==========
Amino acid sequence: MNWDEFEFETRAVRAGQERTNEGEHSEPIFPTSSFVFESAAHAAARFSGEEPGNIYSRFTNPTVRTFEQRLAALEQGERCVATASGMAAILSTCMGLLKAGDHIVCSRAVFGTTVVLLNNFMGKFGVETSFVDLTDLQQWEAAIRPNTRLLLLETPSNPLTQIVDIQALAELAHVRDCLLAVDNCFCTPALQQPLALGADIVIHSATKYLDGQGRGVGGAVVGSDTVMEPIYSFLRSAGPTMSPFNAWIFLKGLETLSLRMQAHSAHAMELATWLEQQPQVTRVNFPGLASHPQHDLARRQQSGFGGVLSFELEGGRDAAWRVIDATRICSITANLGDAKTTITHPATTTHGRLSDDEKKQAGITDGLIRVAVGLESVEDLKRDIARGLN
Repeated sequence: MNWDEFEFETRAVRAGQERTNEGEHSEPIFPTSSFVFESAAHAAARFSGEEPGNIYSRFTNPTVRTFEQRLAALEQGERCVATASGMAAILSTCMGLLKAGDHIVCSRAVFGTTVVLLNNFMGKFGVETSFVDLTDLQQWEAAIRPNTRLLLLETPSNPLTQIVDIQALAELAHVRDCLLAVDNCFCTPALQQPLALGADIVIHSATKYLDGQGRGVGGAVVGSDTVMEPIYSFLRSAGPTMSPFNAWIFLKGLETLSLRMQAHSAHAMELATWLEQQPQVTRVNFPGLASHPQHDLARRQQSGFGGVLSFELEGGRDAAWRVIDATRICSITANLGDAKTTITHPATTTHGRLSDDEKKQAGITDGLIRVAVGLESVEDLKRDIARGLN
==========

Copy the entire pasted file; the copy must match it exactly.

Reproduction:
Amino acid sequence: MNWDEFEFETRAVRAGQERTNEGEHSEPIFPTSSFVFESAAHAAARFSGEEPGNIYSRFTNPTVRTFEQRLAALEQGERCVATASGMAAILSTCMGLLKAGDHIVCSRAVFGTTVVLLNNFMGKFGVETSFVDLTDLQQWEAAIRPNTRLLLLETPSNPLTQIVDIQALAELAHVRDCLLAVDNCFCTPALQQPLALGADIVIHSATKYLDGQGRGVGGAVVGSDTVMEPIYSFLRSAGPTMSPFNAWIFLKGLETLSLRMQAHSAHAMELATWLEQQPQVTRVNFPGLASHPQHDLARRQQSGFGGVLSFELEGGRDAAWRVIDATRICSITANLGDAKTTITHPATTTHGRLSDDEKKQAGITDGLIRVAVGLESVEDLKRDIARGLN
Repeated sequence: MNWDEFEFETRAVRAGQERTNEGEHSEPIFPTSSFVFESAAHAAARFSGEEPGNIYSRFTNPTVRTFEQRLAALEQGERCVATASGMAAILSTCMGLLKAGDHIVCSRAVFGTTVVLLNNFMGKFGVETSFVDLTDLQQWEAAIRPNTRLLLLETPSNPLTQIVDIQALAELAHVRDCLLAVDNCFCTPALQQPLALGADIVIHSATKYLDGQGRGVGGAVVGSDTVMEPIYSFLRSAGPTMSPFNAWIFLKGLETLSLRMQAHSAHAMELATWLEQQPQVTRVNFPGLASHPQHDLARRQQSGFGGVLSFELEGGRDAAWRVIDATRICSITANLGDAKTTITHPATTTHGRLSDDEKKQAGITDGLIRVAVGLESVEDLKRDIARGLN